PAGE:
In non-EU/EFTA countries, the compulsory accident insurance which you receive from your Swiss employer or through your health insurance provider covers treatment for injuries resulting from accidents up to a maximum of double the cost of getting equivalent treatment in Switzerland. In EU and EFTA countries, you are entitled to receive the same coverage provided to socially insured residents of those countries when you present your health insurance card.
If urgent dental work is undertaken following a medical emergency or accident, the costs will normally be covered by your health insurance provider or accident insurance provider, depending on the case. However, you will normally only be eligible for coverage if you receive treatment either in the country where the accident occurred or in Switzerland.
Your basic Swiss health insurance policy covers 50% of the costs of ambulatory transportation outside of Switzerland – up to a maximum of 500 francs per year. This is identical to the ambulance coverage you receive in Switzerland.
If you work in Switzerland but live in another country, your compulsory Swiss health insurance can provide coverage for medical care which you receive in your country of residence, but within certain limitations.
Insurance benefits will cover expenses up to a maximum of twice the cost of equivalent medical care in Switzerland, but the benefits you receive will be based in part on the social health insurance benefits offered in your home country. If data about local insurance benefits is not available, benefits will be based either on the costs of medical care in your last place of residence in Switzerland, or (if you have never lived in Switzerland) on the canton in which your insurance provider is headquartered.
Supplemental health insurance policies
The right supplementary insurance policy can furnish you with a lot more flexibility and coverage for treatment received abroad, as compared to basic compulsory insurance. But here too, you must exercise caution because the coverage for medical costs abroad vary widely between policies.
Many supplemental insurance policies simply complement the coverage for medical emergencies abroad which you receive from your basic insurance policy. The Sanagate Minima policy, for example, covers 90% of treatment costs and 100% of the cost of hospital stays, but only when these result from medical emergencies.
On many policies, international insurance coverage is provided through a travel health insurance rider and may be limited to a maximum time frame. For example, the KPT Health Insurance Plus policy provides solid travel health insurance, but only for up to 8 weeks per calendar year.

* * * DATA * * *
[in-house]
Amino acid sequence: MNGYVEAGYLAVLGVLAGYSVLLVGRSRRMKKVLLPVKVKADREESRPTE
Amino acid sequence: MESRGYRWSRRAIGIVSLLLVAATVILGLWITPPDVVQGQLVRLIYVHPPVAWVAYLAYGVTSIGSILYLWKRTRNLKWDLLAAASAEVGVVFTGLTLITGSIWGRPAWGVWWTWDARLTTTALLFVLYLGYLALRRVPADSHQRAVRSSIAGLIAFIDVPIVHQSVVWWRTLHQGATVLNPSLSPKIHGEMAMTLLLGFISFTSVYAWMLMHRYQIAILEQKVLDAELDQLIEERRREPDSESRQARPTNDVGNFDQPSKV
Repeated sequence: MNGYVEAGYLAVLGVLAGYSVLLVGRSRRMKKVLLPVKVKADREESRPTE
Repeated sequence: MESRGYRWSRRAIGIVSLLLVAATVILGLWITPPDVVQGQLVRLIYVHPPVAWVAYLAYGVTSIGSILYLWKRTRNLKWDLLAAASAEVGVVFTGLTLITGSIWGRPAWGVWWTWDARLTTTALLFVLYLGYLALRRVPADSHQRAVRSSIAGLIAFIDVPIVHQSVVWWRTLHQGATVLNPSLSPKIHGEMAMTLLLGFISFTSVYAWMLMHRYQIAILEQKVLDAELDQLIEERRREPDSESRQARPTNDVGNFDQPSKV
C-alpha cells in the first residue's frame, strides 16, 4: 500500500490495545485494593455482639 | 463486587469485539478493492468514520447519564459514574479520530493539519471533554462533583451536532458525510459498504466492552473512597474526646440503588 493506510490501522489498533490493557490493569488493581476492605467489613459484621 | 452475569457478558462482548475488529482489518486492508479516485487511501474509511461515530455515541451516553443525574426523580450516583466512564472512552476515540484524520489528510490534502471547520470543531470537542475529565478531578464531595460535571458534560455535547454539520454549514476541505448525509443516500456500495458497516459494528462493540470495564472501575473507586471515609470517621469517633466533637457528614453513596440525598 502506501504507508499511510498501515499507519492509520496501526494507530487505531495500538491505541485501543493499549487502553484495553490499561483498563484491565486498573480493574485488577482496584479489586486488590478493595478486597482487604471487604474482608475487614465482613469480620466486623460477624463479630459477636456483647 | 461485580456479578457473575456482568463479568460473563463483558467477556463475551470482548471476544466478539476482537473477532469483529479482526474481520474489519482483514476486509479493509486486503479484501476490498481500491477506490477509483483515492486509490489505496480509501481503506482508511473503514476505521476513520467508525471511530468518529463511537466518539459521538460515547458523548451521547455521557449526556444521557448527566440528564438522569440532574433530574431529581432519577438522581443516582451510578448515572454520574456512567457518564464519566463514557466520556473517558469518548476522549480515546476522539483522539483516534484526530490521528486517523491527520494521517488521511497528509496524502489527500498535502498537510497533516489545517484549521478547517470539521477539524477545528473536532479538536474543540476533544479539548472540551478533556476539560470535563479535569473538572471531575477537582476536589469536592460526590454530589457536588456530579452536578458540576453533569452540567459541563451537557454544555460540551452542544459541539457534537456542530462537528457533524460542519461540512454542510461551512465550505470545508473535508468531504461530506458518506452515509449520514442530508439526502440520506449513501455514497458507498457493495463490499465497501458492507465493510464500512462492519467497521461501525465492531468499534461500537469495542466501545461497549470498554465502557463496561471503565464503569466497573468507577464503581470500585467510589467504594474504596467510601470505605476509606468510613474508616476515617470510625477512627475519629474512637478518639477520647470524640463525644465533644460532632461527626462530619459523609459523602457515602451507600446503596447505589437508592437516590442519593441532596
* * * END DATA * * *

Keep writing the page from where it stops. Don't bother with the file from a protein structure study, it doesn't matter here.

Some outpatient policies do not provide international coverage at all, with insurers offering travel health insurance through a separate travel insurance policy. This is often the case with low-cost insurance policies. The filter and sort functions in the comprehensive supplemental health insurance comparison tool from moneyland.ch to find policies based on the international coverage they provide. Just choose the “medical costs abroad” filter and sort options.
If you want the freedom to receive treatment abroad as you so choose, make sure to choose a policy which provides this benefit (these are the exception, not the rule). Many Helsana policies, for example, provide a daily benefit towards the cost of deliberate hospital stays abroad. Benefits range from 500 francs per day with the Hospital Eco policy to 1500 francs per day with the Hospital Comfort policies, but neither of these provide coverage for medical treatment outside of a hospital (at a doctor’s or specialist’s practice, for example). The Helsana Completa policy does cover 90% of the costs of medical care outside of hospitals, even when you specifically go abroad for the purpose of receiving treatment, but it only covers costs up to a maximum of 1000 francs.
Alternative insurance coverage
An alternative to getting supplementary health insurance is to take out a travel insurance policy which provides health insurance coverage ahead of your trip. For example, the Private Medical coverage from Allianz Global Assistance covers all costs of medical care abroad which are not covered by your obligatory health insurance, up to a maximum sum insured of 1 million Swiss francs.
Some credit cards provide complimentary travel health insurance as a benefit when you use them to pay for trips. For example, Libertycard Plus from Bonus Card includes Travel health and accident insurance coverage of up to 200,000 Swiss francs as a benefit. The Diners Club Classic Card provides up to 1.5 million francs of travel health insurance coverage.
However, as a rule, travel insurance only covers medical emergencies, so it is a poor choice for “medical tourists” seeking healthcare treatment abroad. This applies to the travel health insurance included in supplementary health insurance, travel insurance and credit card travel insurance benefits.
International health insurance can be a more sensible option if you expect to receive a lot of medical care outside of Switzerland. You can find more information on this insurance type in the moneyland.ch guide to international health insurance.